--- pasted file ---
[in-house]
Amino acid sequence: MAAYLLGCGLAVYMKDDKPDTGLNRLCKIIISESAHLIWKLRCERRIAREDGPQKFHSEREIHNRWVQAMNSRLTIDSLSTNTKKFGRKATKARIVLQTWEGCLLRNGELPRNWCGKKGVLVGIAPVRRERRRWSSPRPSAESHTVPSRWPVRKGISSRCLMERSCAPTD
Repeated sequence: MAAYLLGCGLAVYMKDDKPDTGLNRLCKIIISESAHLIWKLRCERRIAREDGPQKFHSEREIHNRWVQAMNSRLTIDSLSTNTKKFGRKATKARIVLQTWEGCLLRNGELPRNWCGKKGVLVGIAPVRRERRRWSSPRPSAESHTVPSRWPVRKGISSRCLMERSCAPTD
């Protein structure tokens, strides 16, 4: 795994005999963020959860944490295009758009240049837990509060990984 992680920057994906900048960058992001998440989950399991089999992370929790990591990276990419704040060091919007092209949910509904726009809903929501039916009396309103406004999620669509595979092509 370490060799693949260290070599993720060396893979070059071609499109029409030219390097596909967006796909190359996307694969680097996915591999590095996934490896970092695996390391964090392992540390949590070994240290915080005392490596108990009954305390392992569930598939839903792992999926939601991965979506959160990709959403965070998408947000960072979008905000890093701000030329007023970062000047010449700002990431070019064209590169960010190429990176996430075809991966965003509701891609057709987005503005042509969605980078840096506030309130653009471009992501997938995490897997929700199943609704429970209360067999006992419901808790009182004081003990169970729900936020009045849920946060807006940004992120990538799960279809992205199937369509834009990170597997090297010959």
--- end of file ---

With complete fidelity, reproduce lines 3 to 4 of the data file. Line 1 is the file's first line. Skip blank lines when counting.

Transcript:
Repeated sequence: MAAYLLGCGLAVYMKDDKPDTGLNRLCKIIISESAHLIWKLRCERRIAREDGPQKFHSEREIHNRWVQAMNSRLTIDSLSTNTKKFGRKATKARIVLQTWEGCLLRNGELPRNWCGKKGVLVGIAPVRRERRRWSSPRPSAESHTVPSRWPVRKGISSRCLMERSCAPTD
């Protein structure tokens, strides 16, 4: 795994005999963020959860944490295009758009240049837990509060990984 992680920057994906900048960058992001998440989950399991089999992370929790990591990276990419704040060091919007092209949910509904726009809903929501039916009396309103406004999620669509595979092509 370490060799693949260290070599993720060396893979070059071609499109029409030219390097596909967006796909190359996307694969680097996915591999590095996934490896970092695996390391964090392992540390949590070994240290915080005392490596108990009954305390392992569930598939839903792992999926939601991965979506959160990709959403965070998408947000960072979008905000890093701000030329007023970062000047010449700002990431070019064209590169960010190429990176996430075809991966965003509701891609057709987005503005042509969605980078840096506030309130653009471009992501997938995490897997929700199943609704429970209360067999006992419901808790009182004081003990169970729900936020009045849920946060807006940004992120990538799960279809992205199937369509834009990170597997090297010959």